Like most poisonings, given the relative infrequency of use of dialysis as a mode of treatment, strong scientific evidence supporting the use of dialysis in the management of metformin toxicity with lactic acidosis is lacking . In general, the risk vs. benefit, including the clinical condition of the patient, the poison's chemical properties and kinetics, and the availability of extracorporeal treatments including hemodialysis, peritoneal dialysis, and continuous renal replacement treatments, need to be considered. The Extracorporeal Treatment in Poisoning (EXTRIP) workgroup, by applying levels of evidence and expert opinion, have published guidelines to help inform decision-making in the use of invasive extracorporeal therapies for overdoses and poisonings, including the management of metformin toxicity . In summary, there is no specific antidote for metformin toxicity. The mainstay of treatment, regardless of the cause, is supportive care. The conditions to initiate dialysis include lactic acid of >20 mmol/L, pH of ≤7.0, hypotension, decreased level of consciousness, kidney failure, and lack of response to supportive treatment. Dialysis should be continued until the pH is >7.35 and lactate is <3 mmol/L. Prolonged Intermittent hemodialysis is the preferred approach; however, continuous renal replacement treatment (RRT) has also been used successfully. It can be considered if conventional acute dialysis is not available or, depending on the medical center's capabilities, in the setting of hemodynamic instability [13,17]. The potential benefits of RRT go beyond metformin removal. They include rapid correction of acidosis, improvement in hyperlactatemia, correction of electrolytes, and other metabolic derangements in acute kidney injury . Metformin sequestered in cells may rebound after dialysis. Careful monitoring is necessary after dialysis is discontinued, like in our patient, to ascertain if additional treatments are indicated .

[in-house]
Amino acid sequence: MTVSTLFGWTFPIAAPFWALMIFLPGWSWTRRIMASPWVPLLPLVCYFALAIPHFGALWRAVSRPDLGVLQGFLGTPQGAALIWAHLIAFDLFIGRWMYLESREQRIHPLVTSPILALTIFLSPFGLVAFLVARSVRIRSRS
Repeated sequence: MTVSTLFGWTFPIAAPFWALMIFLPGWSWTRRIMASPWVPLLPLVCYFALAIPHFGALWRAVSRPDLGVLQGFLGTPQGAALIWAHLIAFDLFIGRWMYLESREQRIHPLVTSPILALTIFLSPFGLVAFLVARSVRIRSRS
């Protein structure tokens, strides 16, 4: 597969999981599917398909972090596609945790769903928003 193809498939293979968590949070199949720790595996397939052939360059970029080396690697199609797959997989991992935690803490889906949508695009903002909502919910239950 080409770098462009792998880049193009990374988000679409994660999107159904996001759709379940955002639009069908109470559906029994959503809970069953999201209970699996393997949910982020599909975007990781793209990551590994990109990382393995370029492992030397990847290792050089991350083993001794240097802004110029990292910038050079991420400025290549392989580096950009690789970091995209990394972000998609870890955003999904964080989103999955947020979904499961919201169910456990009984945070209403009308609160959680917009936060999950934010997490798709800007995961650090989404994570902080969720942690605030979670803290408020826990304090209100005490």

Maintaining patient safety when prescribing metformin requires a better understanding and early recognition of the potential risk of MALA and MILA. Patients taking metformin may be susceptible to lactic acidosis during acute illness. This is especially true given the comorbid conditions among patients with diabetes and with the frequent use of renin-angiotensin system blockers in this population, increasing the risk of renal dysfunction. An educated and informed care team, including providers, pharmacists, nurses, diabetic educators, and ultimately, the patients themselves can help decrease the risk of MALA and MILA. A "sick day" plan to either adjust the dose or temporarily stop the use of metformin and other medications can be developed for the patient. Those taking metformin should be advised that vomiting and diarrhea could be early signs of lactic acidosis and prompt medical attention is needed when becoming acutely ill [18,19].